TO Gov. Ben Nelson (D) of Nebraska, it was another sign of a balance of power out of whack.
Each of the three times that he testified before congressional committees this year, he was followed at the witness table by a string of special-interest representatives.
The ''sovereign'' states -- once considered equals with the federal government -- are now treated on Capitol Hill as just another special-interest lobby, he says. If Mr. Nelson and many of his fellow governors have their way, that balance of power will change.
''States shouldn't have to come in as one more lobbying interest,'' says Utah Gov. Mike Leavitt, a Republican who is also a leading federalist. ''We should be equal partners.''
The push toward stronger federalism, meaning more autonomy for states compared to the national government, has broader support now than in decades.
Governors Leavitt and Nelson are leading a slow-burning but serious revolt against years of growing federal encroachment. What they seek is a legal wall of protection -- possibly including constitutional amendments -- that protect the autonomy of states from acts of Congress.
In January, Leavitt and Nelson expect a resolution to be introduced in all 50 states for sending bipartisan delegations to a Conference of the States next summer. The conference is intended to produce a proposal for formal endorsement by state legislatures, one that would be much stronger than a federal law limiting the costs that Congress can impose on states, the governors say, but short of a potentially dangerous constitutional convention.
One outcome might be a constitutional amendment that allowed a three-quarter majority of states to nullify an act of Congress -- unless it was a clear congressional prerogative such as foreign policy or federal spending. ''It would have to be a terrible law for that many states to act in concert,'' says Leavitt. But just the possibility or threat of being able to cancel a law would change the bargaining power between states and the Congress, he says.
THE conference has been endorsed by people from incoming House Speaker Newt Gingrich to the Republican Governors Association to the nonpartisan Council of State Governments. The Democratic Governors Association has not formally considered it yet, but individual governors reportedly favor the idea.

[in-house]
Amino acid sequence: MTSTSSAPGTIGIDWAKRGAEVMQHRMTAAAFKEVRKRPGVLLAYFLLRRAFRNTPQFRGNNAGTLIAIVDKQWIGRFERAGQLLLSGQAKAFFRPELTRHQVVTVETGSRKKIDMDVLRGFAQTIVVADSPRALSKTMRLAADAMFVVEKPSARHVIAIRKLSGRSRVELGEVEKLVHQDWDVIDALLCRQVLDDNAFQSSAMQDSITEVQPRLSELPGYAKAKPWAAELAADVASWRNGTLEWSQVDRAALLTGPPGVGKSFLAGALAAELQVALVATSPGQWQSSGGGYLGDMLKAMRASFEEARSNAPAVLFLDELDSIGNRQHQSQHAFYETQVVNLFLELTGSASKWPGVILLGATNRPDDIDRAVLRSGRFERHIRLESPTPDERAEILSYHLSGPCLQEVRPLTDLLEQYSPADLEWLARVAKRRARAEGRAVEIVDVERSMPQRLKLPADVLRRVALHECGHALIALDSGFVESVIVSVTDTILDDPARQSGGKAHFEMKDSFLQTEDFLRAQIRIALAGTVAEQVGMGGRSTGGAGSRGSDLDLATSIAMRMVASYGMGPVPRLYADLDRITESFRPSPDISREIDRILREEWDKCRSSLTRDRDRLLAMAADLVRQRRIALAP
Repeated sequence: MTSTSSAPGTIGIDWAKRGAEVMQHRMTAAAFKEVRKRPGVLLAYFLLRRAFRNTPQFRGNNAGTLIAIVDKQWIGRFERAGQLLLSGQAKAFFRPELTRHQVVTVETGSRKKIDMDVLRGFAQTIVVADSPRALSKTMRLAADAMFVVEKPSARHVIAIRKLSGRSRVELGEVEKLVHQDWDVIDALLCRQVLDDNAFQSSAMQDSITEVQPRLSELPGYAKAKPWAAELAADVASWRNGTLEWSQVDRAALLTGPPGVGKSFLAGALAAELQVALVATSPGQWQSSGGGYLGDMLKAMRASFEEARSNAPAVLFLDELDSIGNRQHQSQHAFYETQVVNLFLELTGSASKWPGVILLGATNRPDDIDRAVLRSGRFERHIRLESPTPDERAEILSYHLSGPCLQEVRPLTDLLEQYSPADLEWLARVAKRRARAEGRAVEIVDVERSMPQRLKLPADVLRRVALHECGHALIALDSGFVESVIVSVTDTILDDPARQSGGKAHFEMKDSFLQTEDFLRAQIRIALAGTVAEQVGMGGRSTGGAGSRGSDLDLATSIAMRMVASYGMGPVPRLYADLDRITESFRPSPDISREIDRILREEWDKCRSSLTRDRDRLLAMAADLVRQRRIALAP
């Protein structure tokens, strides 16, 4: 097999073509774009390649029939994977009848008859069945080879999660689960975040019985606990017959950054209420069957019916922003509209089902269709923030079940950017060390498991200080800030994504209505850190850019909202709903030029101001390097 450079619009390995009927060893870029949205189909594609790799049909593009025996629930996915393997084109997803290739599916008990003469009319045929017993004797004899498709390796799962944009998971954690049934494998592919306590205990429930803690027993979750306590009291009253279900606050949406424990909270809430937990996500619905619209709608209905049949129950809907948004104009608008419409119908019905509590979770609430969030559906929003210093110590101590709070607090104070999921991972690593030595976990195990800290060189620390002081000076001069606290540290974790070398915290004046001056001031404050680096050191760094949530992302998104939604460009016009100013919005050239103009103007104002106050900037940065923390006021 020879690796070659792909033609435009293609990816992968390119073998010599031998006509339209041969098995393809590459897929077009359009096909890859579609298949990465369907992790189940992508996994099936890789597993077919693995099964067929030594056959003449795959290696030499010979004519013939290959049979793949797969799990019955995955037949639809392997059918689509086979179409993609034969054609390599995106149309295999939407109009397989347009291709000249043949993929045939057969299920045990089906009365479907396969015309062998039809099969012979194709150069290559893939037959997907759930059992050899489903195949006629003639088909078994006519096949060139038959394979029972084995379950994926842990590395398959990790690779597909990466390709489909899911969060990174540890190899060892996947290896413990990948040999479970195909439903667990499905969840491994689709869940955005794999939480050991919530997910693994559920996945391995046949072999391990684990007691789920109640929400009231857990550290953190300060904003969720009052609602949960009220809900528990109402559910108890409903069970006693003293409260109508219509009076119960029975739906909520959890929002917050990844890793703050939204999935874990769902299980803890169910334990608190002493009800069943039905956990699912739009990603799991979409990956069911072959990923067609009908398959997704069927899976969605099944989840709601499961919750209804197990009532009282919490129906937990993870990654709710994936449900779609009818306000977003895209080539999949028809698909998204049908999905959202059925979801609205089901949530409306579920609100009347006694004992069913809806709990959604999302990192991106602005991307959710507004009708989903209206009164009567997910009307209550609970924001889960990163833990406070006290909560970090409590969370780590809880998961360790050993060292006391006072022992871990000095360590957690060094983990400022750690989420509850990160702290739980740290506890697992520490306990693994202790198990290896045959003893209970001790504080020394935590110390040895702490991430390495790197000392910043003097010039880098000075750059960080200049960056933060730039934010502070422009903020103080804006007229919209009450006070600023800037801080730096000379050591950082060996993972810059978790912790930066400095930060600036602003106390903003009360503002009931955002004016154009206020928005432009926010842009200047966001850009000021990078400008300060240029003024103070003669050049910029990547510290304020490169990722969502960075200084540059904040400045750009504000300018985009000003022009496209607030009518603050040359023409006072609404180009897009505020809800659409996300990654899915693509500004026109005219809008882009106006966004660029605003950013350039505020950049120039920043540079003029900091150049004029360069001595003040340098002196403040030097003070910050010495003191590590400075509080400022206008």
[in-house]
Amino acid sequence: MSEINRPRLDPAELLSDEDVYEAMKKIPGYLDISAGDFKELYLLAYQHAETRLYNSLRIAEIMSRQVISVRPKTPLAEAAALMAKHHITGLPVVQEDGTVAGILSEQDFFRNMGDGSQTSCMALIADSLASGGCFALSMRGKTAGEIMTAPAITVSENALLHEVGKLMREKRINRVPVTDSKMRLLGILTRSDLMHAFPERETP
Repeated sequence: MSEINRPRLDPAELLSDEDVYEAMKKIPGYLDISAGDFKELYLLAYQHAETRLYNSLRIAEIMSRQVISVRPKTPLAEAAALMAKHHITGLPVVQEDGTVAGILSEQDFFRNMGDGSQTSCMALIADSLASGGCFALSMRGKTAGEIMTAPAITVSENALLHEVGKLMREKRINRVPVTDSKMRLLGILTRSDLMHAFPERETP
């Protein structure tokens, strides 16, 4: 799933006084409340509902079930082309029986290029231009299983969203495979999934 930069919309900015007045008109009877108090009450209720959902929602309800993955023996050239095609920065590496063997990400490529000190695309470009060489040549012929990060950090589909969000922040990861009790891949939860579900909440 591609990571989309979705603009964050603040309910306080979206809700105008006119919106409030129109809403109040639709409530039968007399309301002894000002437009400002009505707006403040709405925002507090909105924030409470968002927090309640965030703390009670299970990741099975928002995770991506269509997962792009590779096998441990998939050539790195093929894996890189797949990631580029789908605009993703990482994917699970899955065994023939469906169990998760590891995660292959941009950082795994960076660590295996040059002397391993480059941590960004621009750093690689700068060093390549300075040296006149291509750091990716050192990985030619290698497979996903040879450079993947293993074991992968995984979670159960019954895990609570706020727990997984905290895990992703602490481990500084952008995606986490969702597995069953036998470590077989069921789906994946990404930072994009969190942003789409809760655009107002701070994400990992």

Leavitt predicts the battle lines over balancing the federal budget during the next 10 years will be less between the GOP and Democrats than between states and the federal government.
What is driving states to federalism now is the ever growing tendency for Congress to pass legislation in response to problems, but to leave it to other levels of government to pay the bill.
This is known in government circles as the ''unfunded'' or ''underfunded mandate.'' Over the past year or two, it has emerged as the major grievance of state and local officials.
Federal solutions are ''typically inflexible, one-size-fits-all solutions,'' says Nelson. So that under the Safe Drinking Water Act, which imposes federal standards that local governments must carry out, Nebraska water supplies must be tested for chemicals sprayed on pineapples in Hawaii and not found on the mainland.
Leavitt and Nelson counted 42 unfunded federal mandates passed between 1970 and 1990, and another 42 just in the years since 1990. By the time Nelson became governor in 1990, he says, he felt like a ''state administrator,'' because he had so many federal edicts to carry out.
But governors have realized they must ask a larger question than whether a mandate is funded, says Nelson. ''Is this a proper role for the federal government?'' he asks.
Some will answer mostly yes. Environmentalists are among those most concerned that a clipping of federal ability to set standards will undermine protections to the environment. Labor is concerned about workplace safety if federal power does not stand behind safety regulations.
But conservatives sometimes like federal power too. The crime bill passed this summer was full of federal mandates and the federalizing of crimes that have been state concerns.
Leavitt and Nelson also acknowledge legitimate federal roles in areas such as civil rights -- not wanting to be tarred by association with the states' rights movement of several decades ago that was chiefly Southern and anti-integration.